by Mary Grow

China selectmen took care of miscellaneous business at their May 31 meeting, including:

  • Finishing the awarding of bids for work on the north entrance road to Thurston Park, started at their May 15 meeting, by awarding the bid for road improvements to S. D. Childs, of Palermo. On May 15 selectmen were not sure his bid and Robin Tobey’s covered the same work; after Town Manager Daniel L’Heureux said they did, the board voted 4-1, with Joann Austin opposed, to accept Childs’ low bid. Board members expressed appreciation to Tobey for assistance he has given the Thurston Park II Committee.
  • Approving a $300 appropriation for trapping out the beavers whose debris under the bridge on the way to the park has flooded the road. Thurston Park II Committee member Jeanette Smith said a public tour of the park is scheduled for Saturday, June 17, so restoring access was imperative. • Appointing Sheldon and Joyce Goodine as members of the China for a Lifetime Committee, which is scheduled to meet Thursday evening, June 22.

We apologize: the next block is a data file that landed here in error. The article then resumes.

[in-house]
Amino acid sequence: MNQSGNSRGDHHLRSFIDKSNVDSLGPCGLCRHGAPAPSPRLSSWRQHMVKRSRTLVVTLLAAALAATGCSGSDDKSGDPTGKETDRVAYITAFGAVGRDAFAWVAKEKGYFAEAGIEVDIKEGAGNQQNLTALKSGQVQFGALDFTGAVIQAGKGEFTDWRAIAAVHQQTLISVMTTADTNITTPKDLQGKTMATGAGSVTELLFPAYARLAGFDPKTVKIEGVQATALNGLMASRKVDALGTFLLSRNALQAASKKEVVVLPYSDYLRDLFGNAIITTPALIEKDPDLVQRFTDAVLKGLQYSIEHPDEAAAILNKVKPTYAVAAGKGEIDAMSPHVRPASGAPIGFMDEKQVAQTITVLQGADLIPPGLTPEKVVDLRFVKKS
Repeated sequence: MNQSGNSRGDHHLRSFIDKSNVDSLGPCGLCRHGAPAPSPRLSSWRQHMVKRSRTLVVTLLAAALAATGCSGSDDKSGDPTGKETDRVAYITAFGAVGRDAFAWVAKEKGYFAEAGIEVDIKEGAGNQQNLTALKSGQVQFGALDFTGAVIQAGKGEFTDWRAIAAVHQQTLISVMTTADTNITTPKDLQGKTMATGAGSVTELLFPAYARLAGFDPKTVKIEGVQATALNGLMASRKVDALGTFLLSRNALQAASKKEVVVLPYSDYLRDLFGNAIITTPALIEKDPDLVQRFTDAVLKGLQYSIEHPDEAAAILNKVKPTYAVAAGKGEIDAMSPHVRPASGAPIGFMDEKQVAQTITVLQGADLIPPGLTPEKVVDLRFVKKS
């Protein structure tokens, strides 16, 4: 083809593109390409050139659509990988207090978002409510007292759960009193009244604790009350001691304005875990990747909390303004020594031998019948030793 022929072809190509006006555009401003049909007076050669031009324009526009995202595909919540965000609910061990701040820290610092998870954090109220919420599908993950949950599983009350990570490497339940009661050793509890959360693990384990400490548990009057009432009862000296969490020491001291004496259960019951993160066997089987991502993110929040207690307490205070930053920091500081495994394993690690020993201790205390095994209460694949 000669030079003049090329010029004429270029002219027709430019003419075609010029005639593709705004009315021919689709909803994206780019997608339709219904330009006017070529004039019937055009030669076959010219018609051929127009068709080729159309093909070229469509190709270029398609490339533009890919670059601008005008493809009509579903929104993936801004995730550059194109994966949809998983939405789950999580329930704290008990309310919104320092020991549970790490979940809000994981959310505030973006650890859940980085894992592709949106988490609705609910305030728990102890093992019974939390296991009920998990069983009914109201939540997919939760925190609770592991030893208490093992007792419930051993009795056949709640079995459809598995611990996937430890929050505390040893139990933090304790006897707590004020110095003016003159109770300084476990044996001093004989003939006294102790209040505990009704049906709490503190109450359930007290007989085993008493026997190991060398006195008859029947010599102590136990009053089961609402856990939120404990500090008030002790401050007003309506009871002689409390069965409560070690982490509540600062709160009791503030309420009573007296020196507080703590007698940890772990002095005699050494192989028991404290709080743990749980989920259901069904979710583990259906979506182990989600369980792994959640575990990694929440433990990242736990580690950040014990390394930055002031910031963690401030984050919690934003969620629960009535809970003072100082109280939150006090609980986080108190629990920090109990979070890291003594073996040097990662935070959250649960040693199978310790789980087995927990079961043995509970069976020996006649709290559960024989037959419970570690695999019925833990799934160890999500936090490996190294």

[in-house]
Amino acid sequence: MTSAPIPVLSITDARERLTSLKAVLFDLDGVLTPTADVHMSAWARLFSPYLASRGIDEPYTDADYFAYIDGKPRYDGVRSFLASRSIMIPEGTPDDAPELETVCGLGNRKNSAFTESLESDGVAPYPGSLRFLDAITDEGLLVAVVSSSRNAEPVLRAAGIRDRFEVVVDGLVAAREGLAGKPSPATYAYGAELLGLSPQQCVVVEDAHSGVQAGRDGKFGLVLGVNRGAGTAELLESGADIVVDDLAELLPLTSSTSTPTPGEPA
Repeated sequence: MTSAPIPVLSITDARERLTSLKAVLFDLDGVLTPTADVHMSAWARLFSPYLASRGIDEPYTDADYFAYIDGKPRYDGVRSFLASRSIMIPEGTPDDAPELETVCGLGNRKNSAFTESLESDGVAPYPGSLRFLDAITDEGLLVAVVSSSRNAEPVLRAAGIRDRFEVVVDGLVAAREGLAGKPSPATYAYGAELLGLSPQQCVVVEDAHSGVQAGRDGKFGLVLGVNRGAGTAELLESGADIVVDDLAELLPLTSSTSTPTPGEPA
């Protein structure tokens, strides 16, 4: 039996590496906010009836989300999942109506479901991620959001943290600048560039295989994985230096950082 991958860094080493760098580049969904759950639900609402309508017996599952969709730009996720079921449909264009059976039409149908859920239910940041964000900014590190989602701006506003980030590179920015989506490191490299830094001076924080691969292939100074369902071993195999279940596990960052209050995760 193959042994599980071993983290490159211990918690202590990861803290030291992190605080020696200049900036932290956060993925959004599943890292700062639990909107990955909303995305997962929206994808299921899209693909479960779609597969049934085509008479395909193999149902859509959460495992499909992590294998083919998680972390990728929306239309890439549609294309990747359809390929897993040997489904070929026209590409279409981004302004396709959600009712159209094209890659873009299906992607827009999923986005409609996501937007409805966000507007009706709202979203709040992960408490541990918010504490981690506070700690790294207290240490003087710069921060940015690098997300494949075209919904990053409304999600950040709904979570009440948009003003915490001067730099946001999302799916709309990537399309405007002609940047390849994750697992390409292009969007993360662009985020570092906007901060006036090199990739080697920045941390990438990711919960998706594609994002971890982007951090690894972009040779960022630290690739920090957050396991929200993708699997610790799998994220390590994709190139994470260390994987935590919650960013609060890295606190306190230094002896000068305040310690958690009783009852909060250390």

• Seeking volunteers for other positions, including budget committee secretary (who can be chosen from anywhere in town), members of the committee to plan and supervise China Community Days Aug. 4-6 and people to do trail work in Thurston Park.
  • Approving a liquor license renewal for the China Dine-ah, on Lakeview Drive. • Agreeing to give the owner of a foreclosed property additional time to redeem it by paying all back taxes and fees, after L’Heureux explained that the bank holding the mortgage had been expected to pay the town but had not.